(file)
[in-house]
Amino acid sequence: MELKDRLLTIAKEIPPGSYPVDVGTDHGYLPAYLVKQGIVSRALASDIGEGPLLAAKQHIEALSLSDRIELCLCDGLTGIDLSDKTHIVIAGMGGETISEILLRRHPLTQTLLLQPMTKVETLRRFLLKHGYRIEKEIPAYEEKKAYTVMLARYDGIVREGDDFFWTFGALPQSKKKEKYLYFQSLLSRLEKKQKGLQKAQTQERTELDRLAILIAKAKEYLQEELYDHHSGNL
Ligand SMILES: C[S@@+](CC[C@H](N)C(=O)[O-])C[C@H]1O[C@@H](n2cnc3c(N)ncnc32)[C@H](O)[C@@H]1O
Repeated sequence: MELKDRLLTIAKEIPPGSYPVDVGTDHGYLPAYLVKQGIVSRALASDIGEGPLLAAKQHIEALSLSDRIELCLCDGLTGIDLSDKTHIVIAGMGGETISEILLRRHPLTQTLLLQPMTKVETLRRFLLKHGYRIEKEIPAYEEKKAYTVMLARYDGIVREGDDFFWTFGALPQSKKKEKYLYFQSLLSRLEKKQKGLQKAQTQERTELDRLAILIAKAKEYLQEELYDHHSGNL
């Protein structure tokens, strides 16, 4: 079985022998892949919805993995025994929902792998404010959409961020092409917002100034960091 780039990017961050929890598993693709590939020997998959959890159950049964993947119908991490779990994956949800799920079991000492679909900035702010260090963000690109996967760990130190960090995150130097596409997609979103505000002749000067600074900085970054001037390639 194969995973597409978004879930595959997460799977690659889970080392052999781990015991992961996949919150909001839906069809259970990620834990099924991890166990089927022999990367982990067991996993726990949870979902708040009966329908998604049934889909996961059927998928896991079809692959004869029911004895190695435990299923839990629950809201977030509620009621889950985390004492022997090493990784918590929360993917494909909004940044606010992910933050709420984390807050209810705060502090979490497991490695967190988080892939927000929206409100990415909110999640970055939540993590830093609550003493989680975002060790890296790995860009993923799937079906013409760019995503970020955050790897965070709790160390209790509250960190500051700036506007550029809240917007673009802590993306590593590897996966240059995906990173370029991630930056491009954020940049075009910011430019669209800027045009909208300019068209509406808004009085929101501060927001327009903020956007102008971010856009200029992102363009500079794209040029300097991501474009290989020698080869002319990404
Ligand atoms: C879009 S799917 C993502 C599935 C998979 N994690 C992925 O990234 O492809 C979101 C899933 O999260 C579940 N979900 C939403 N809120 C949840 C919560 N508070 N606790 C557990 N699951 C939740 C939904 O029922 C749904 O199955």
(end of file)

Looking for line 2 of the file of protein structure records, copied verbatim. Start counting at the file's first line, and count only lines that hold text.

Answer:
Amino acid sequence: MELKDRLLTIAKEIPPGSYPVDVGTDHGYLPAYLVKQGIVSRALASDIGEGPLLAAKQHIEALSLSDRIELCLCDGLTGIDLSDKTHIVIAGMGGETISEILLRRHPLTQTLLLQPMTKVETLRRFLLKHGYRIEKEIPAYEEKKAYTVMLARYDGIVREGDDFFWTFGALPQSKKKEKYLYFQSLLSRLEKKQKGLQKAQTQERTELDRLAILIAKAKEYLQEELYDHHSGNL